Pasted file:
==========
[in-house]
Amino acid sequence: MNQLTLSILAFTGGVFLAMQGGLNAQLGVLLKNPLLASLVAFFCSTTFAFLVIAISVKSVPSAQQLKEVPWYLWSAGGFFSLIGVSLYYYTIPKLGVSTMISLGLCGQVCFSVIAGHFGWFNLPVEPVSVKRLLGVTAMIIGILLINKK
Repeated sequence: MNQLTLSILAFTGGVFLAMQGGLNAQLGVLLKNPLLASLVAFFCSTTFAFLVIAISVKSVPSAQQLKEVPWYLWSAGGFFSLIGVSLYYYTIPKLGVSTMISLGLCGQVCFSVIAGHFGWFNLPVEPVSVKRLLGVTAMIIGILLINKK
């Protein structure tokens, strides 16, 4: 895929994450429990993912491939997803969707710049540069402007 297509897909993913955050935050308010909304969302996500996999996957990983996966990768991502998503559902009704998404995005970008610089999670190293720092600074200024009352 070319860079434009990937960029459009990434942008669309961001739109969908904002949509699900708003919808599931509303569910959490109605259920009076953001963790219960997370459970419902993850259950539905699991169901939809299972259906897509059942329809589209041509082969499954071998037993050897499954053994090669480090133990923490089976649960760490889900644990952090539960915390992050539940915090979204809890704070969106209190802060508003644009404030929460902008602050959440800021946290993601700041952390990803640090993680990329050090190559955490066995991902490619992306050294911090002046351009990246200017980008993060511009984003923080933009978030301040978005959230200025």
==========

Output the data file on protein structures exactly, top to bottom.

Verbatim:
[in-house]
Amino acid sequence: MNQLTLSILAFTGGVFLAMQGGLNAQLGVLLKNPLLASLVAFFCSTTFAFLVIAISVKSVPSAQQLKEVPWYLWSAGGFFSLIGVSLYYYTIPKLGVSTMISLGLCGQVCFSVIAGHFGWFNLPVEPVSVKRLLGVTAMIIGILLINKK
Repeated sequence: MNQLTLSILAFTGGVFLAMQGGLNAQLGVLLKNPLLASLVAFFCSTTFAFLVIAISVKSVPSAQQLKEVPWYLWSAGGFFSLIGVSLYYYTIPKLGVSTMISLGLCGQVCFSVIAGHFGWFNLPVEPVSVKRLLGVTAMIIGILLINKK
């Protein structure tokens, strides 16, 4: 895929994450429990993912491939997803969707710049540069402007 297509897909993913955050935050308010909304969302996500996999996957990983996966990768991502998503559902009704998404995005970008610089999670190293720092600074200024009352 070319860079434009990937960029459009990434942008669309961001739109969908904002949509699900708003919808599931509303569910959490109605259920009076953001963790219960997370459970419902993850259950539905699991169901939809299972259906897509059942329809589209041509082969499954071998037993050897499954053994090669480090133990923490089976649960760490889900644990952090539960915390992050539940915090979204809890704070969106209190802060508003644009404030929460902008602050959440800021946290993601700041952390990803640090993680990329050090190559955490066995991902490619992306050294911090002046351009990246200017980008993060511009984003923080933009978030301040978005959230200025």